Background and aims. Prompt recognition and optimal management of hyponatremia helps the physician devise a better treatment plan to prevent future complications in patients. Hence this study aims to identify the risk factors associated with hyponatremia in psychiatric patients.

Methods. A case-control study was conducted among psychiatric inpatients in a tertiary care teaching hospital. Patients admitted from January 2013 to December 2017 were identified using ICD-10 code F01-F99. Patients with serum sodium levels < 135 mmol/L were considered to have hyponatremia and between 135-145 mmol/L as controls. Factors associated with hyponatremia were identified by multiple logistic regression, and the odds ratio (OR) was calculated.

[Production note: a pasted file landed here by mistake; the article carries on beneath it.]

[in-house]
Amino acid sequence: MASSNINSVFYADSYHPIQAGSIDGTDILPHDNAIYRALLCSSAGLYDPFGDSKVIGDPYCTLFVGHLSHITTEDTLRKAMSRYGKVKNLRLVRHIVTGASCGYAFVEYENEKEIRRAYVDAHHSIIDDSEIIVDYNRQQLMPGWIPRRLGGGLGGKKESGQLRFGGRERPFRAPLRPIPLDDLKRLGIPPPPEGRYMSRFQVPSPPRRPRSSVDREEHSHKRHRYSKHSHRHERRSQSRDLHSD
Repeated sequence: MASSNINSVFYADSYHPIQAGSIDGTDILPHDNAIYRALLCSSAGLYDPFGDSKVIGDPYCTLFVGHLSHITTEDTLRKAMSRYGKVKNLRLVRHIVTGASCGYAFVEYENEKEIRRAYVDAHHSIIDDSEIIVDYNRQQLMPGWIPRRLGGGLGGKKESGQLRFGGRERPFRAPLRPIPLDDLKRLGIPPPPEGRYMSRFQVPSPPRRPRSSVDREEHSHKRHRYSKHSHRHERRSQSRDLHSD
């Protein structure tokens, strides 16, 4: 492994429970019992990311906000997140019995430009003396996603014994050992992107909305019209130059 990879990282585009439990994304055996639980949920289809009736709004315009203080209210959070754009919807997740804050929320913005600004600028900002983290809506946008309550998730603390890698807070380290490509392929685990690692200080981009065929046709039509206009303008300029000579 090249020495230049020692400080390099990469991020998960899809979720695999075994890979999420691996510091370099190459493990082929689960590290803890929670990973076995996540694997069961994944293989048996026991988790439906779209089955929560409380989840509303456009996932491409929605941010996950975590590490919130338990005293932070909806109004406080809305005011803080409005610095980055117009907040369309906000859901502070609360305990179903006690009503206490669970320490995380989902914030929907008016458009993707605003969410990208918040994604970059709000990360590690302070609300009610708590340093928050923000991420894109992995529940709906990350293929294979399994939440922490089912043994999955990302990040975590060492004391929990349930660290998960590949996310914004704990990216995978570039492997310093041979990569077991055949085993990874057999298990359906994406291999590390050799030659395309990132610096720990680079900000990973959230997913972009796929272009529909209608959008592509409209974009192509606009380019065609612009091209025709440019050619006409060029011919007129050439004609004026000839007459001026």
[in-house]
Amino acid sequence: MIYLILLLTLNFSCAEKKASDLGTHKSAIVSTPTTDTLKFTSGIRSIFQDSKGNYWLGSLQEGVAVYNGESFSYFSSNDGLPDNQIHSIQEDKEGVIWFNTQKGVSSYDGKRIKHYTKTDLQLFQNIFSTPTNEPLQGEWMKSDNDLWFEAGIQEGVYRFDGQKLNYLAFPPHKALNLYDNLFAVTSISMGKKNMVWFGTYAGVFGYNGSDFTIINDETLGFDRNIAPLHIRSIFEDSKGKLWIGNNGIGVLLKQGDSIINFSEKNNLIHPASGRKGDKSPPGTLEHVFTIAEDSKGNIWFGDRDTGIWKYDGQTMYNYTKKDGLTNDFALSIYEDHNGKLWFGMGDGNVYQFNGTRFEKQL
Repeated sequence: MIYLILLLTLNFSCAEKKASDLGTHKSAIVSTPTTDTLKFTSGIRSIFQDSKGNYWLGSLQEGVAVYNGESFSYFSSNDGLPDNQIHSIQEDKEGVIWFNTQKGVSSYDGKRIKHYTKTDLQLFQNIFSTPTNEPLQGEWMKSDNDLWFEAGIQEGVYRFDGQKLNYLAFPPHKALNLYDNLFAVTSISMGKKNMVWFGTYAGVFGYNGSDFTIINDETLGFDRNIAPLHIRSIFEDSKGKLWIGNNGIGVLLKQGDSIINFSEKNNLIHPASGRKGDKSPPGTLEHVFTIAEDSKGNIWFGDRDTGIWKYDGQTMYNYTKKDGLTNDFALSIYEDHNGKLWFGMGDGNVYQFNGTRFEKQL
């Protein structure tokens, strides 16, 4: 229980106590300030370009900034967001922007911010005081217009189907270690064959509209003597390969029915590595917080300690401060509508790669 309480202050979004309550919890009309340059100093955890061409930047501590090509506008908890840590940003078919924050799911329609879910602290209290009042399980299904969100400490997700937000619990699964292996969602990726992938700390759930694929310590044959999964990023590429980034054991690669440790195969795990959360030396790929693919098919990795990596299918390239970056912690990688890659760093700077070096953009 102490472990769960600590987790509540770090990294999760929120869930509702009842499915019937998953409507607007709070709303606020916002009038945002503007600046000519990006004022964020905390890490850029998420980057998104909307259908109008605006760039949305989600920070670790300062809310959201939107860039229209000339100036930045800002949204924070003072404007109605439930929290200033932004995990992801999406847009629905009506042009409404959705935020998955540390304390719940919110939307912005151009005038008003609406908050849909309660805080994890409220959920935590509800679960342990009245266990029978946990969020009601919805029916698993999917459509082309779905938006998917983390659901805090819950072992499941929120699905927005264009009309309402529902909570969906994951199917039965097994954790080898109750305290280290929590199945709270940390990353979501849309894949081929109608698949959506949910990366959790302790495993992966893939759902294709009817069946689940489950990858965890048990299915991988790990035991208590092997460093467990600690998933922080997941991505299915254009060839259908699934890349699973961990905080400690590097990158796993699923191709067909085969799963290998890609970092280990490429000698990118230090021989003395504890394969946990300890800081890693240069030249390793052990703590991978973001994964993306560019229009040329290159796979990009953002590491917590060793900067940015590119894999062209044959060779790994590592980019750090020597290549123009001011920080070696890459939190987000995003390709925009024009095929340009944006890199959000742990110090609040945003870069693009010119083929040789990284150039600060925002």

Results. Based on the inclusion and exclusion criteria, 264 cases of hyponatremia and 253 matching controls were included in the study. The mean age of patients with hyponatremia was 56.4 ± 16.8 years compared to 39.6 ± 13.9 years in controls, and 65.7% of them were males. Seizure disorder (OR = 3.14, p = 0.047), bipolar disorder (OR = 6.03, p = 0.001), depression (OR = 4.78, p = 0.0005), use of quetiapine (OR = 2.11, p = 0.007) and insulin (OR = 3.53, p = 0.038) were independent risk factors associated with development of hyponatremia.

Conclusions. The chances of developing hyponatremia are increased in psychiatric patients with a seizure disorder, bipolar disorder, depression and using quetiapine or insulin. And they should be monitored carefully.



hyponatremia, risk factors, psychiatric illness, quetiapine, insulin